10 Bizarre Customs From Around The World That Will Leave You Stunned
Weirdness is a matter of perspective. Someone could think that eating a certain food or enjoying a particular type of music is classified as weird. You’d have to walk a million miles in someone’s shoes to understand why they do things the way that they do them. But some things might sound weird to even the most open-minded individual.
Below you’ll find 10 of the most bizarre customs from around the world. And watch out — some are really hard to stomach. But one thing about it, you’ll feel like the most normal human on the planet after reading these!
So That’s How You Scare Kids
In Nepal, there are a small number of pre-pubescent girls chosen to be Kumari, which means virgin. These “living goddesses” are believed to be the incarnations of the Hindu goddess of power, Kali, and Goddess Taleju. For this 10-15 year period, the Kumari isn’t allowed outside her house, and if she must go, her feet aren’t allowed to touch the ground. To be chosen, she must possess many characteristics, fearlessness being one of them. To test her bravery, the young girl is put alone in a blood-filled room of 108 decapitated buffalos and dancing masked men. The one who responds with joy and bravery passes the test.
A Dentist Appointment Doesn’t Sound So Bad
In the Balinese culture, there’s a Hindu religious ceremony called Tooth Filling. The teeth of males and females are believed to be symbols of greed, anger, lust, confusion and jealousy — all things that hinder the physical and spiritual growth of a person. The teeth are smoothed down to ensure their freedom from these negative traits and to mark the passage from puberty into adulthood.
A Different Kind of Mother’s Instinct
A mother’s natural instinct is to protect their child, so this tradition is sure to shock you! For the last 400 years, in an area of Northern Spain, there’s an annual celebration to mark the Catholic tradition of Corpus Christie, called El Salto del Colacho (the devil’s leap). Babies under one year old are lined up in rows on mattresses. Men, dressed as devils, run down the street and leap over the babies, probably much to the horror of onlookers.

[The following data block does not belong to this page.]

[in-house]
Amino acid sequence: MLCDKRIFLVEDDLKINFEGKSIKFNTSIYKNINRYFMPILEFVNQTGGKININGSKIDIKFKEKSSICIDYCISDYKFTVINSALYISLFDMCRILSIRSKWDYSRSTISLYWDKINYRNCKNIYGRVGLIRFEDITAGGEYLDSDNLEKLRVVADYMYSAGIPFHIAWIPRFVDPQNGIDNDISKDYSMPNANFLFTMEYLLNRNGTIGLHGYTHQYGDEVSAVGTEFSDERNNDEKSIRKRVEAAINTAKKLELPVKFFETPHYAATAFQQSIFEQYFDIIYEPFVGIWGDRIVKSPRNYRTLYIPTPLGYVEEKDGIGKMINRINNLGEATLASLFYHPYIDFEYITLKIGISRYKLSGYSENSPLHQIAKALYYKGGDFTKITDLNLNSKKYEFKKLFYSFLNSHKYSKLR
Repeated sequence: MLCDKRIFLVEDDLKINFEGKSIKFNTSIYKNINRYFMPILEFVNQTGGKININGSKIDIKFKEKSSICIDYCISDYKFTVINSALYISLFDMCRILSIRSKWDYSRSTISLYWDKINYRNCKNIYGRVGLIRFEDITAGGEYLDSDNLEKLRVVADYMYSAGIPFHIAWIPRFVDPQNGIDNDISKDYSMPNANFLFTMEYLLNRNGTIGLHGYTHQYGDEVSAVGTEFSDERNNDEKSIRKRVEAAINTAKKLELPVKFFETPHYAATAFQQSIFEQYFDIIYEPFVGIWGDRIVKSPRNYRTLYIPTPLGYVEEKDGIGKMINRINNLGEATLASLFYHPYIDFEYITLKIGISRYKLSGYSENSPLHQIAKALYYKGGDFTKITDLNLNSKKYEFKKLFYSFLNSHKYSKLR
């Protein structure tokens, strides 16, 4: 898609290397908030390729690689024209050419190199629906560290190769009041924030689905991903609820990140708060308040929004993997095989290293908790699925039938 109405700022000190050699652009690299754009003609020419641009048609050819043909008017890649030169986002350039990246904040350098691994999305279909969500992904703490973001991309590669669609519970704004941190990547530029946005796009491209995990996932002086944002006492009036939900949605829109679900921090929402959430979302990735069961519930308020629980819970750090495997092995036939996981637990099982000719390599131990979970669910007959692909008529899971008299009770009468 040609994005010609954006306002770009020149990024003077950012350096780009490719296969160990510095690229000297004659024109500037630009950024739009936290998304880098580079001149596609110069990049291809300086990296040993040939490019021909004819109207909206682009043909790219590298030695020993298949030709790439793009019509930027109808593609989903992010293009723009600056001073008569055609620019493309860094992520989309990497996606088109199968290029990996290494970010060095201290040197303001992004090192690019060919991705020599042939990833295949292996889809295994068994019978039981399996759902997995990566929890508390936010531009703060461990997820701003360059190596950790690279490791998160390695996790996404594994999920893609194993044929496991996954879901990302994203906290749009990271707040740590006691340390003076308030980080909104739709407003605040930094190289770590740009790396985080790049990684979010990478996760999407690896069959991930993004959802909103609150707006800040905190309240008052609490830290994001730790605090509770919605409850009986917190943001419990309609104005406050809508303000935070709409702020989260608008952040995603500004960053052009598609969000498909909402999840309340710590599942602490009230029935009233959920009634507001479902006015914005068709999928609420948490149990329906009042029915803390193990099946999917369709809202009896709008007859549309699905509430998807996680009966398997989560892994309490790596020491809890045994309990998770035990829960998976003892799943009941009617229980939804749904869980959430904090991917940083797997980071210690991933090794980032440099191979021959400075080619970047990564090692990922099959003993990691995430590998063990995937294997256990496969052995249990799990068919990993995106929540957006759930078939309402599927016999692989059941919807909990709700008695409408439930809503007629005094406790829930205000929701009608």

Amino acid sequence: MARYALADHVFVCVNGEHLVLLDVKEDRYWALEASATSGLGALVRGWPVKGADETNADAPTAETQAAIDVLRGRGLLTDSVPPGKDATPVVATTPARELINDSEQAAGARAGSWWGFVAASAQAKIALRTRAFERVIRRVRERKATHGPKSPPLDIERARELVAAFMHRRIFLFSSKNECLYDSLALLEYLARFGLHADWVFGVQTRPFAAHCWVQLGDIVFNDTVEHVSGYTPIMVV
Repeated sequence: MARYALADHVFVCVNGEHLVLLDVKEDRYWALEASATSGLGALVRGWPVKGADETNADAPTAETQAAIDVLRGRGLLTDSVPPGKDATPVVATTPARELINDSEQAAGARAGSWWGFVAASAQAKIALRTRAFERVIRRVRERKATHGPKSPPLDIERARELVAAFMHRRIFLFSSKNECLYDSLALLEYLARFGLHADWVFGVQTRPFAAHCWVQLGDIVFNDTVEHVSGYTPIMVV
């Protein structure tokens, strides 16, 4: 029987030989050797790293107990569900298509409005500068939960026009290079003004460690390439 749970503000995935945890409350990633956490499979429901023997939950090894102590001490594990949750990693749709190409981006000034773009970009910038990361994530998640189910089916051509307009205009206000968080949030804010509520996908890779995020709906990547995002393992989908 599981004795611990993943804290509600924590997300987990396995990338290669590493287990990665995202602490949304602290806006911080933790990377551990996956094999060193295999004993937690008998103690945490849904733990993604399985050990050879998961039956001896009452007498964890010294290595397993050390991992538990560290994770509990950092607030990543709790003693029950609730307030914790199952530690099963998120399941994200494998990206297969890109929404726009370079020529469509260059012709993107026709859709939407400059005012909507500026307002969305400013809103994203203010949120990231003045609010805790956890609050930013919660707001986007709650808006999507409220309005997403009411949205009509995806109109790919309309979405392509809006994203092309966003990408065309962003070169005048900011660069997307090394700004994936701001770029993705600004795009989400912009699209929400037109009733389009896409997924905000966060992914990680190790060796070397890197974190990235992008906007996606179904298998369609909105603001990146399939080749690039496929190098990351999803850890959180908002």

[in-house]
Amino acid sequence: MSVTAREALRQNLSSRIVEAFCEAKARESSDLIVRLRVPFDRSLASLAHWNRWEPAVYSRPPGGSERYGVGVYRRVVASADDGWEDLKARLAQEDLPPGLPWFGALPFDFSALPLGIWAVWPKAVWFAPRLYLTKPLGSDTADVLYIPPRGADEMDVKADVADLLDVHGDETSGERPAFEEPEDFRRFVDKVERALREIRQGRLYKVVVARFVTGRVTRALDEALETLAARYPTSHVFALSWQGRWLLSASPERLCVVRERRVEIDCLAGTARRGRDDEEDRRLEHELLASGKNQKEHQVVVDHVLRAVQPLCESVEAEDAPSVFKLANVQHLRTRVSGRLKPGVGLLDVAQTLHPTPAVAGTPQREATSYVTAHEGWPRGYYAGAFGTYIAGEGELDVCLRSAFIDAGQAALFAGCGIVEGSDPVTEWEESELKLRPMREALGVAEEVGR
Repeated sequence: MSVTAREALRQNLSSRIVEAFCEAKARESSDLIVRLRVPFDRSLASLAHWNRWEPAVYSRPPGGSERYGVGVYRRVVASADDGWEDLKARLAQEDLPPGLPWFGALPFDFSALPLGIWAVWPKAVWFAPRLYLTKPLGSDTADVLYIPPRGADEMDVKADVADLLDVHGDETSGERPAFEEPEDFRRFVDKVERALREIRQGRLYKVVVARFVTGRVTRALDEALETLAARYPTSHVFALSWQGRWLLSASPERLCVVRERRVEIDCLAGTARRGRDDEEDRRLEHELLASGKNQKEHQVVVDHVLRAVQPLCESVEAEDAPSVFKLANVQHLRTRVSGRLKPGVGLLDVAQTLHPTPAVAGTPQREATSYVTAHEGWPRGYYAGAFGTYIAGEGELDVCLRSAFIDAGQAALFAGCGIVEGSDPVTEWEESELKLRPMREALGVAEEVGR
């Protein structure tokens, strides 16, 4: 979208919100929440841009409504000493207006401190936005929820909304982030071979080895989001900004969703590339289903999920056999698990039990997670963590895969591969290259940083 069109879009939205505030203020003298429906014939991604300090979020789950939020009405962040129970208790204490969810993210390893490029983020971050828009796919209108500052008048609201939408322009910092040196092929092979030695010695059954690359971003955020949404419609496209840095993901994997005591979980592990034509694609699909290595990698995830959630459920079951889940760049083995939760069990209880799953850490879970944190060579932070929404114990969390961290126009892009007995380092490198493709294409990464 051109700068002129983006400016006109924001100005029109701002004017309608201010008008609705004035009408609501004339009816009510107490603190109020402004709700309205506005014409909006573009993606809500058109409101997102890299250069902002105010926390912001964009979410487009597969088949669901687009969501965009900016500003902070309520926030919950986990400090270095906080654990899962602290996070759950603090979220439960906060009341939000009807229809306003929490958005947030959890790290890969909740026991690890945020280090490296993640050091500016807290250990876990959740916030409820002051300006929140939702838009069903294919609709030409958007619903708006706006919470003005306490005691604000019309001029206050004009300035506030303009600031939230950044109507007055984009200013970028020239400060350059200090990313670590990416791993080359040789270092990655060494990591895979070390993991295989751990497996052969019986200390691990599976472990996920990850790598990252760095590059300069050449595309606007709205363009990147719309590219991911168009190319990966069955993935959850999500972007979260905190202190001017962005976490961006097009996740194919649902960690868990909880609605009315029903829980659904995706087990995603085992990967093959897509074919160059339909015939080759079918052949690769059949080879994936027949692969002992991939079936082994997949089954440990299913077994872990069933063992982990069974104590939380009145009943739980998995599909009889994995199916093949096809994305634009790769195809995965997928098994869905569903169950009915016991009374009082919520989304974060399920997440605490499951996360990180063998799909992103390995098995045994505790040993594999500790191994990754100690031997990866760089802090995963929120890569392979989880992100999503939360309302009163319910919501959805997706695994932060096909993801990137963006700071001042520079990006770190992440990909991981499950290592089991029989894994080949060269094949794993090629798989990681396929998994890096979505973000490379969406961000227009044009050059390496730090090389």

In the Amazon, there’s an initiation in the Satere-Mawe tribe that young boys have to pass before they can be considered men. Once they reach sexual maturity, they must wear gloves that are covered with bullet ants inside of them for 20 minutes while they dance to relieve their mind of the pain. The ants earned their name because their sting is the most painful insect sting in the world and is supposed to feel like a bullet hitting the skin. The boys must repeat the ritual 20 times before they are considered men.
Desperate For Beer
You’d have to really, really, really love beer for this to motivate you. Eukonkanto, also known as wife-carrying, is an annual festival in Finland, where a man carries his wife for the duration of a race, which is 276 yards. The first one to carry her all the way to the finish line wins his wife’s weight in beer.
Taking Grief To The Next Level
In West Papua New Guinea, there’s a group of indigenous people called the Dani who show grief of losing their loved ones by smearing ashes and clay across their faces. But, the grieving ritual also includes cutting off their fingers at the funeral ceremonies and burying them with the deceased one’s body. It’s a way to express love and keep the dead and alive united.
Dancing With The Dead
In Madagascar there’s a festival every seven or so years called the Famadihana. Known as the turning of the bones, the local people dig up the bodies of their deceased loved ones, re-wrap them in fresh cloth, and sing and dance around with their corpses overhead.
What Happens If You Get Food Poisoning?
One of the wedding traditions of the Tidong community of Borneo, Indonesia, may leave you wondering how it’s actually possible. After the wedding ceremony, the bride and groom are not allowed to use the bathroom for three days! The belief is that if they separate, their marriage is doomed, so a group of people watch over them to ensure they do not use the bathroom and separate. Wonder if they make exceptions for food poisoning?
The Real Walking Dead
In Toraja, in Indonesia, there’s an annual ritual called Ma’nene, or The Ceremony of Cleaning Corpses. The bodies of all deceased loved ones are exhumed, cleaned, redressed and taken to their place of death. From there, they are walked (or dragged) along a path of straight lines back to the village before being buried again.
Would You Rather Be A Monkey?
Every year in Lopburi province of Thailand, there’s a Monkey Buffet Festival. Don’t feel bad for the monkeys though — it’s not an all-you-can-eat buffet of monkey dishes for humans to feast on. Quite the opposite! More than 8,000 pounds of fruits are displayed around town to form giant buffets for the monkeys in the area to feast on. Talk about royal treatment!